Does time not mean anything? My daughter’s father-in-law is a doctor, an anesthesiologist and he is well-paid and he has earned every penny of it IMHO.

    When his daughter was hospitalized with an MRSA lung infection in a different state (1000 miles away), he was not able to visit her more than once during her 2-month intensive care stay.

    What he and his daughter relied upon are the same things the rest of humanity relies upon — our families. His wife moved into his daughter’s college apartment, my daughter and his son moved into his house and cared for his younger daughter and the doc. He submitted himself nightly to internet horrors while Googling MRSA and lungs. The man was devastated.

    Yet, when it was suggested that he take leave, a sabbatical, or whatever you want to call it, his response was that he couldn’t because he was needed by his patients. His colleagues got together and worked out a schedule among themselves where he could spend a week with his daughter. His response to their generosity of their time was tears.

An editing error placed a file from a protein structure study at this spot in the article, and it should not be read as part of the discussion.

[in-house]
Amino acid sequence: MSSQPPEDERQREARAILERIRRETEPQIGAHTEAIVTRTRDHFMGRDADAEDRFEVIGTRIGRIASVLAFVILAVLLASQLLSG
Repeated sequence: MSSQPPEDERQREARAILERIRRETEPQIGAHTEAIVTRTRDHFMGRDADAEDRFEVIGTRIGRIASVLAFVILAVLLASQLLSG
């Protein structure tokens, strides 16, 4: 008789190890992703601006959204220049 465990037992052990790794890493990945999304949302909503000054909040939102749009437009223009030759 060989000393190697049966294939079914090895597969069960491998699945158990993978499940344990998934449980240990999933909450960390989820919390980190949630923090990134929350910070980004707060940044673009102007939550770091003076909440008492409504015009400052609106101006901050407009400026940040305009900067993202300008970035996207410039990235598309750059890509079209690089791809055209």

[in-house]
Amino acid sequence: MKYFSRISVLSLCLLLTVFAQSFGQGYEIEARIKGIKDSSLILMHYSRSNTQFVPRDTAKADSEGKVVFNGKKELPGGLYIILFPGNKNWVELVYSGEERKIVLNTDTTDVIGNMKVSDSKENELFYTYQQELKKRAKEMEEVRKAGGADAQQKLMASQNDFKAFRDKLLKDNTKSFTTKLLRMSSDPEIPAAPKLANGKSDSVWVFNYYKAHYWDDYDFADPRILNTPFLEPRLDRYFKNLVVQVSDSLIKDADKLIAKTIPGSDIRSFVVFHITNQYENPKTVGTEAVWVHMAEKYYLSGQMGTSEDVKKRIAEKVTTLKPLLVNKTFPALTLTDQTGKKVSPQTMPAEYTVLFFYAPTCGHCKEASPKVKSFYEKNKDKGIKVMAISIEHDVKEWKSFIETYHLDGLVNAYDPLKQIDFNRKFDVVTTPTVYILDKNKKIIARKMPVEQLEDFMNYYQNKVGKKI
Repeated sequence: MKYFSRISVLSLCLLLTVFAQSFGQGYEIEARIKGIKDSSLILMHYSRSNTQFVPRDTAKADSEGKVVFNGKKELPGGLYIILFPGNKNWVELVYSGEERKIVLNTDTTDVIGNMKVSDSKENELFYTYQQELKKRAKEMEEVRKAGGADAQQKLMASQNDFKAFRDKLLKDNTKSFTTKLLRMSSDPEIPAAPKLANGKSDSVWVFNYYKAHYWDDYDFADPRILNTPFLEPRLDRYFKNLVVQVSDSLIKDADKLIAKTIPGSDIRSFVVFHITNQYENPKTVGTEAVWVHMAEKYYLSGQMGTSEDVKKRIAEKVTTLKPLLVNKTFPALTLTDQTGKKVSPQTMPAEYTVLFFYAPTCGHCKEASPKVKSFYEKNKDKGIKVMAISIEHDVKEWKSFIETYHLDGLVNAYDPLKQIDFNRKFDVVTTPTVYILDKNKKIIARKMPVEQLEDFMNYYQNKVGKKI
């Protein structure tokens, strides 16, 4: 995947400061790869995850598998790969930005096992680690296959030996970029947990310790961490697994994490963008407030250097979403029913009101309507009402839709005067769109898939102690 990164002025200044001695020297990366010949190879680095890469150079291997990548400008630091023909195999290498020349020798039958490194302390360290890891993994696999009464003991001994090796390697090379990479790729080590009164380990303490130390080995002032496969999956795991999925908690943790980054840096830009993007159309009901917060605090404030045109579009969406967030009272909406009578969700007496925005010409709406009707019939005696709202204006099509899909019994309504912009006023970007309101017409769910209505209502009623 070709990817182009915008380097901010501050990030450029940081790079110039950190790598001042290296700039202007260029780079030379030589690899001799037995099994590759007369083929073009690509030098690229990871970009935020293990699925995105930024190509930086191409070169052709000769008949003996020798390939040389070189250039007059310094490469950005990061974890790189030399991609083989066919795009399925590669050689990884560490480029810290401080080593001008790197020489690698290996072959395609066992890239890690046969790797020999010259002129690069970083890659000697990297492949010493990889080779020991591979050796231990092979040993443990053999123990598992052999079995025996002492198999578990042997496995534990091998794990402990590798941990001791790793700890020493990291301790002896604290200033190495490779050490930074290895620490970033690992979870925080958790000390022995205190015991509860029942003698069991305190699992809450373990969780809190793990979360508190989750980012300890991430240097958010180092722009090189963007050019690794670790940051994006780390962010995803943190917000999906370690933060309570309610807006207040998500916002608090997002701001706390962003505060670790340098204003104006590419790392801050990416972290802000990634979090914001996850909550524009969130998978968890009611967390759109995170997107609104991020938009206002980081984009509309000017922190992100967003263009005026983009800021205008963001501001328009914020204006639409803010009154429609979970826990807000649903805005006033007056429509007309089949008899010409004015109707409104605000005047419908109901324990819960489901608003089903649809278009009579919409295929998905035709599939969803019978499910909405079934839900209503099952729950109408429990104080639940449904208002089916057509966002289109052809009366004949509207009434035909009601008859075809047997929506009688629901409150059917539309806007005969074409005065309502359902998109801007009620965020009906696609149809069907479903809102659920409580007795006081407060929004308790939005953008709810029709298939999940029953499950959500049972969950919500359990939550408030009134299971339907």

This man makes a fantastic living for his family, although his daughter’s treatment exceeded their yearly limit for medical care and cost them an amount that would make the “average” American choke. In fact, the average American would have declared bankruptcy due to owing a similar amount.

    Is this family fortunate to be able to pay off those medical bills? You betcha. However, the same treatment would have been provided in the same Dallas hospital for a family of a minimum wage earner… free, or next to free.

    The rich already pay their way in more ways than simply taxes because this wealthy family paid also paid for the treatment the hospital offers to all.

  17. It will be ok to pay doctors less when their medical education is free or cheap and the risk of malpractice lawsuits are a thing of the past.

    As it stands, on any given day, an MD’s license may be taken away due to some sort of human error (which will happen) but s/he’ll still have to pay those student loans.